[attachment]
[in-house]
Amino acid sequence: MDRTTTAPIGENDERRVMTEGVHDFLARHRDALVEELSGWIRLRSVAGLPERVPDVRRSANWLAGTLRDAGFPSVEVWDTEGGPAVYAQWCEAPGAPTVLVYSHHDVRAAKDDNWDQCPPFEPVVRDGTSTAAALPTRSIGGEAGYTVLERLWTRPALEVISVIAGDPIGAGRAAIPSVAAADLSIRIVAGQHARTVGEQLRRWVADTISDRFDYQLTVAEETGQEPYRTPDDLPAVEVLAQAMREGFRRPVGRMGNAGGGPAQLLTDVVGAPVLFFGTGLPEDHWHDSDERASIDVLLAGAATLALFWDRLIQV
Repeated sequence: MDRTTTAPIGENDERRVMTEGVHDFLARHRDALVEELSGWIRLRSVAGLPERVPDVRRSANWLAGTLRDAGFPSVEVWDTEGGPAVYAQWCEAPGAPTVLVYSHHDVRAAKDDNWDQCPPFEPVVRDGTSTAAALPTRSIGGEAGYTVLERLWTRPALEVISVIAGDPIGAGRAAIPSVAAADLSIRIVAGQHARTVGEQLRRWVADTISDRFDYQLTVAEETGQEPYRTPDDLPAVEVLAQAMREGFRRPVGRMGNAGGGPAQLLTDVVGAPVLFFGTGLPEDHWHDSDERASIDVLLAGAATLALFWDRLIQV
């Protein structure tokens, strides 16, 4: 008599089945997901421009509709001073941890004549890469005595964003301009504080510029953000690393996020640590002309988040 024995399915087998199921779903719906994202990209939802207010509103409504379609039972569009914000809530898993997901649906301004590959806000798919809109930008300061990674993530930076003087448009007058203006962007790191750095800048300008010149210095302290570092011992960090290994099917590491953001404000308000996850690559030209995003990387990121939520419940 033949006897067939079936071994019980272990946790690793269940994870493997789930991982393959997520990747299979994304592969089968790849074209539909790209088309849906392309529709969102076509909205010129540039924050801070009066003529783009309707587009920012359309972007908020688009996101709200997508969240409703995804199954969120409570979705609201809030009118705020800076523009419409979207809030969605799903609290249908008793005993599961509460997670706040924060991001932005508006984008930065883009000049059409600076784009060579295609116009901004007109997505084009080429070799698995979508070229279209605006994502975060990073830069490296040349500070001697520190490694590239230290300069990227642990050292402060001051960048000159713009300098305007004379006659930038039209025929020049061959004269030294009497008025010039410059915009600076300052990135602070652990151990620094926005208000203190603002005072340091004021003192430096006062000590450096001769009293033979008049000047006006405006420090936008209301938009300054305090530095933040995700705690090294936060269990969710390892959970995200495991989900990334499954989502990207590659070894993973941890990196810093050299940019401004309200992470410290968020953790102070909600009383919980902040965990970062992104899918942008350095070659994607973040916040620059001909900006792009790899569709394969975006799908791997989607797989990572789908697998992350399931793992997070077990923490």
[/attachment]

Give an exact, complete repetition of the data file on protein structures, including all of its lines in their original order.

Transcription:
[in-house]
Amino acid sequence: MDRTTTAPIGENDERRVMTEGVHDFLARHRDALVEELSGWIRLRSVAGLPERVPDVRRSANWLAGTLRDAGFPSVEVWDTEGGPAVYAQWCEAPGAPTVLVYSHHDVRAAKDDNWDQCPPFEPVVRDGTSTAAALPTRSIGGEAGYTVLERLWTRPALEVISVIAGDPIGAGRAAIPSVAAADLSIRIVAGQHARTVGEQLRRWVADTISDRFDYQLTVAEETGQEPYRTPDDLPAVEVLAQAMREGFRRPVGRMGNAGGGPAQLLTDVVGAPVLFFGTGLPEDHWHDSDERASIDVLLAGAATLALFWDRLIQV
Repeated sequence: MDRTTTAPIGENDERRVMTEGVHDFLARHRDALVEELSGWIRLRSVAGLPERVPDVRRSANWLAGTLRDAGFPSVEVWDTEGGPAVYAQWCEAPGAPTVLVYSHHDVRAAKDDNWDQCPPFEPVVRDGTSTAAALPTRSIGGEAGYTVLERLWTRPALEVISVIAGDPIGAGRAAIPSVAAADLSIRIVAGQHARTVGEQLRRWVADTISDRFDYQLTVAEETGQEPYRTPDDLPAVEVLAQAMREGFRRPVGRMGNAGGGPAQLLTDVVGAPVLFFGTGLPEDHWHDSDERASIDVLLAGAATLALFWDRLIQV
């Protein structure tokens, strides 16, 4: 008599089945997901421009509709001073941890004549890469005595964003301009504080510029953000690393996020640590002309988040 024995399915087998199921779903719906994202990209939802207010509103409504379609039972569009914000809530898993997901649906301004590959806000798919809109930008300061990674993530930076003087448009007058203006962007790191750095800048300008010149210095302290570092011992960090290994099917590491953001404000308000996850690559030209995003990387990121939520419940 033949006897067939079936071994019980272990946790690793269940994870493997789930991982393959997520990747299979994304592969089968790849074209539909790209088309849906392309529709969102076509909205010129540039924050801070009066003529783009309707587009920012359309972007908020688009996101709200997508969240409703995804199954969120409570979705609201809030009118705020800076523009419409979207809030969605799903609290249908008793005993599961509460997670706040924060991001932005508006984008930065883009000049059409600076784009060579295609116009901004007109997505084009080429070799698995979508070229279209605006994502975060990073830069490296040349500070001697520190490694590239230290300069990227642990050292402060001051960048000159713009300098305007004379006659930038039209025929020049061959004269030294009497008025010039410059915009600076300052990135602070652990151990620094926005208000203190603002005072340091004021003192430096006062000590450096001769009293033979008049000047006006405006420090936008209301938009300054305090530095933040995700705690090294936060269990969710390892959970995200495991989900990334499954989502990207590659070894993973941890990196810093050299940019401004309200992470410290968020953790102070909600009383919980902040965990970062992104899918942008350095070659994607973040916040620059001909900006792009790899569709394969975006799908791997989607797989990572789908697998992350399931793992997070077990923490």